KSEF RDE: Social Networks and the Dynamics of Species Invasions: Range Expansion of the Invasive Western Mosquitofish in Kentucky

  • Sargent, R (PI)

Grants and Contracts Details


The western mosquitofish (Gambusia affinis) is on the list of top 100 invasive species worldwide, Global Invasive Species Database. Native to North America, this fish has been widely introduced outside its native range in North America, South America, Europe, Asia and Africa for mosquito control. Unfortunately, this species eats the larvae of native fishes and amphibians, and has had a major impact on the communities to which it has been introduced. In addition, western mosquitofish have been expanding their range naturally up the Mississippi River drainage. They are native to western Kentucky, and over the last 50 years have expanded their range eastward throughout the entire Commonwealth. My lab studies the ecological and social determinants of microhabitat choice, dispersal and range expansion in this species. Predation, body size, sexual conflict, and personality of the focal fish and its shoal mates are all known to contribute to microhabitat choice and dispersal in western mosquitofish. Now, I am adding an exciting new approach to this research, social network theory. Social network analysis requires marking individuals in an experimental population, repeatedly sampling them over time, and noting their locations and proximity to other marked individuals. Out of these analyses emerge nonrandom association patterns among individuals, and I seek to understand how these association patterns determine dispersal. Two specific hypotheses, which are not mutually exclusive, will be tested: 1. Individual dispersal: Predation and social conflict disrupt social networks in the short term and cause fish to alter their microhabitat choice or to disperse. 2. Group dispersal: These fish often move about in shoals, and shoals of mosquitofish account for much of their dispersal. Experiments will be conducted in stock tanks and artificial streams at the University of Kentucky's Ecological Research Facility. Social network data will be obtained using burst-mode digital photography and high-definition videography of individually marked fish, and will be analyzed using UCINET software.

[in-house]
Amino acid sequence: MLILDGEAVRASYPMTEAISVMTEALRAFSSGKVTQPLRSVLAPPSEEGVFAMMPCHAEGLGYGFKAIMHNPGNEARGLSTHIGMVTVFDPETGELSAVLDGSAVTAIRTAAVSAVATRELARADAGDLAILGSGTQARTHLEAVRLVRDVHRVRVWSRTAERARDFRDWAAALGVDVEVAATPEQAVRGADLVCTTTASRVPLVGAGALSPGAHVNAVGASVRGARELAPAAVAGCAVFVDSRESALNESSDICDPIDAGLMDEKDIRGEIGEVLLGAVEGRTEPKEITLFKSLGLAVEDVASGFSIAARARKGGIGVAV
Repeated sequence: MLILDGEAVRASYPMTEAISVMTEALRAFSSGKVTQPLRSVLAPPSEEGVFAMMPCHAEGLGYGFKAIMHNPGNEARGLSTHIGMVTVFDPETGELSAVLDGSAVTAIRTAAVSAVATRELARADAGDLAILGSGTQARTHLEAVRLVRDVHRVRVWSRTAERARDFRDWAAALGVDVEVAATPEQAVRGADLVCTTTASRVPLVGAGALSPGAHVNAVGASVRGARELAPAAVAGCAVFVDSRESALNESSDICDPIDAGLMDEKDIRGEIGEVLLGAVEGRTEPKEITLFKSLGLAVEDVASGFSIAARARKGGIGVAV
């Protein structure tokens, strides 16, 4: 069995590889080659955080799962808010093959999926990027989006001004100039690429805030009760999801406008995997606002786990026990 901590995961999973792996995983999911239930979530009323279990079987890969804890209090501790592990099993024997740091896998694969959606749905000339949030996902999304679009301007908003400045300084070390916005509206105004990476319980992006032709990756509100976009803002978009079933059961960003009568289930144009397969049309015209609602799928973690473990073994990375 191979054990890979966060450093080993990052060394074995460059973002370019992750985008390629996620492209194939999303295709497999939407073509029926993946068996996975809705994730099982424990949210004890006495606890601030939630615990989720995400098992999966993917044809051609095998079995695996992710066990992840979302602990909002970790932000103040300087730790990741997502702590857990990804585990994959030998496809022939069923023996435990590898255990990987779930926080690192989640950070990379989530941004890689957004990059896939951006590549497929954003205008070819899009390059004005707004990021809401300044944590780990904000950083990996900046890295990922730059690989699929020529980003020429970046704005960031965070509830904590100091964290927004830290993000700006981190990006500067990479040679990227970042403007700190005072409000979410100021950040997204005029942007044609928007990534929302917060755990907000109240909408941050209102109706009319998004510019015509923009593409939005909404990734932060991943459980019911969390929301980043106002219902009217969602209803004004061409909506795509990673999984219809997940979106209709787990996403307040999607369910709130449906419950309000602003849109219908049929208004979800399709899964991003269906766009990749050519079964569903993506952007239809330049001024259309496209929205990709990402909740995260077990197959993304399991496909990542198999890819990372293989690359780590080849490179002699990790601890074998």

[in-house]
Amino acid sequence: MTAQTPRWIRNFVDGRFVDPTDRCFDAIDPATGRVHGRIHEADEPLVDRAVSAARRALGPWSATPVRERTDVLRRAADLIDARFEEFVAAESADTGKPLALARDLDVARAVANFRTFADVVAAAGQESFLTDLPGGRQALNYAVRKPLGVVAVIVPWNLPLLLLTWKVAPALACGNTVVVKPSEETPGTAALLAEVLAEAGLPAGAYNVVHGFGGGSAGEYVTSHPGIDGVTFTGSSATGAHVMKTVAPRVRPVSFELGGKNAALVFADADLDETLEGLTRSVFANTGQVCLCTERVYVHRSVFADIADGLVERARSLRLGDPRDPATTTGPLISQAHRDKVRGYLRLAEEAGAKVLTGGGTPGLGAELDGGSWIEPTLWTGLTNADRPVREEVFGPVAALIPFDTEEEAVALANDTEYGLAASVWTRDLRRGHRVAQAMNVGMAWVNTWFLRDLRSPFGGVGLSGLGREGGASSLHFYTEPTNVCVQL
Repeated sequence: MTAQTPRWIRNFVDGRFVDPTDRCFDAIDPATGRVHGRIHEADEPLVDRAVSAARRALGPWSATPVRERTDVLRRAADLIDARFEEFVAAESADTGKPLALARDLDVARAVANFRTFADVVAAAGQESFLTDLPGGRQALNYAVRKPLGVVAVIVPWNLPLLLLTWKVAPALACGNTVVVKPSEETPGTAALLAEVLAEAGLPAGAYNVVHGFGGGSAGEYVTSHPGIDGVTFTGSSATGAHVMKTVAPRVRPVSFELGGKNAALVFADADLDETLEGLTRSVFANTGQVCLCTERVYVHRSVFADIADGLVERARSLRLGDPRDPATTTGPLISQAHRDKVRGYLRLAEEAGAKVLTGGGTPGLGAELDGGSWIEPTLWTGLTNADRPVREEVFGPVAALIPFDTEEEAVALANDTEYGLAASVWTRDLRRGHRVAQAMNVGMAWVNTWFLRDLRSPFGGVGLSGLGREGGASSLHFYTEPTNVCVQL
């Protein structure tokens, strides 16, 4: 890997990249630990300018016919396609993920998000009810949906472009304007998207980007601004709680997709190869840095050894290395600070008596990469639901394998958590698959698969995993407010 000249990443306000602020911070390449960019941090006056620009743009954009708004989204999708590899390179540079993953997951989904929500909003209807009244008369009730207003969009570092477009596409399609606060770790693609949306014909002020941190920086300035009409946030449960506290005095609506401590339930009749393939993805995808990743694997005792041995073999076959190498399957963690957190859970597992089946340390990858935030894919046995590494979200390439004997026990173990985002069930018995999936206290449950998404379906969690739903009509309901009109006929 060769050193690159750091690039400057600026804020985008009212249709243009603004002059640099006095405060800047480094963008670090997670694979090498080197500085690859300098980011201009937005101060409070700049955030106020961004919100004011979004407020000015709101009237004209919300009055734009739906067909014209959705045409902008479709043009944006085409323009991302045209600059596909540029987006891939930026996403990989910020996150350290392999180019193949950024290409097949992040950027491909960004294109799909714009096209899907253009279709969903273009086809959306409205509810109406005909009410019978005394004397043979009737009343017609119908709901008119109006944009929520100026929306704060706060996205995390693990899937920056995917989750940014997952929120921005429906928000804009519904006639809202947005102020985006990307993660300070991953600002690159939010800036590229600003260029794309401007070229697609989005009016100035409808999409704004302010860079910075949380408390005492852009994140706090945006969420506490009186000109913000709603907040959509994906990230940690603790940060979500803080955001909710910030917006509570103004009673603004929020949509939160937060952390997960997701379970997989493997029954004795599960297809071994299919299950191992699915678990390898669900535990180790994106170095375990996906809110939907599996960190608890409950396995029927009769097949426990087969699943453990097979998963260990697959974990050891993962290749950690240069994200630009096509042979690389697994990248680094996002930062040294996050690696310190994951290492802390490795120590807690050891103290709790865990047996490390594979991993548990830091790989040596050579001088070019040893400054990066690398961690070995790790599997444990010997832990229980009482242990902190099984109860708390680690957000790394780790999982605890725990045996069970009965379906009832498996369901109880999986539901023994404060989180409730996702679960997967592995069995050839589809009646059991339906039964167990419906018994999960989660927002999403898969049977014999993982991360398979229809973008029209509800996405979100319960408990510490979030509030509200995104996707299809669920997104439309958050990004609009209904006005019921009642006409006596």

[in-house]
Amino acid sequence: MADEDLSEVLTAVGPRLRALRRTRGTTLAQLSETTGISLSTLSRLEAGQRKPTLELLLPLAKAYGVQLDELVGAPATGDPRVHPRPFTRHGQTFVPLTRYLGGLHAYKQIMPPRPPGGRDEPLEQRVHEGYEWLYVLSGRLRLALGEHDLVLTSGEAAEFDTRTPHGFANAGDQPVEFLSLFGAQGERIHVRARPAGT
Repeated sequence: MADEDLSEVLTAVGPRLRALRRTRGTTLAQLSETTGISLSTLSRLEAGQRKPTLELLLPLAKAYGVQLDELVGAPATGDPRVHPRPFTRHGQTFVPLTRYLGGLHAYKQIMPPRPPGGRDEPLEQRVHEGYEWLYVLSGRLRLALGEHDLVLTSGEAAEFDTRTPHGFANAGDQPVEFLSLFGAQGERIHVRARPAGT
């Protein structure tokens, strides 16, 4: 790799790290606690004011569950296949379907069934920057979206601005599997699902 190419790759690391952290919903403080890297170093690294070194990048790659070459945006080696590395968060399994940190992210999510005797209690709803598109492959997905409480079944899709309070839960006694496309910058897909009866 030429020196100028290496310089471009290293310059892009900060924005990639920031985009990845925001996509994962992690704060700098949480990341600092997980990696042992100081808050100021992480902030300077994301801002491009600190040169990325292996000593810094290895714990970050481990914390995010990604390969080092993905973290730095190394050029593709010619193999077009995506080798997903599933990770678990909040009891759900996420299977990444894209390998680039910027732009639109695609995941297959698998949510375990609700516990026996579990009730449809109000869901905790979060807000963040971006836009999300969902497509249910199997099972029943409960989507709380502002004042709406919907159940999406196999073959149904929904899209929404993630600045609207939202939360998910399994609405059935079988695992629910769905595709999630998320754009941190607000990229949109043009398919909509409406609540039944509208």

Effective start/end date7/1/1312/31/17


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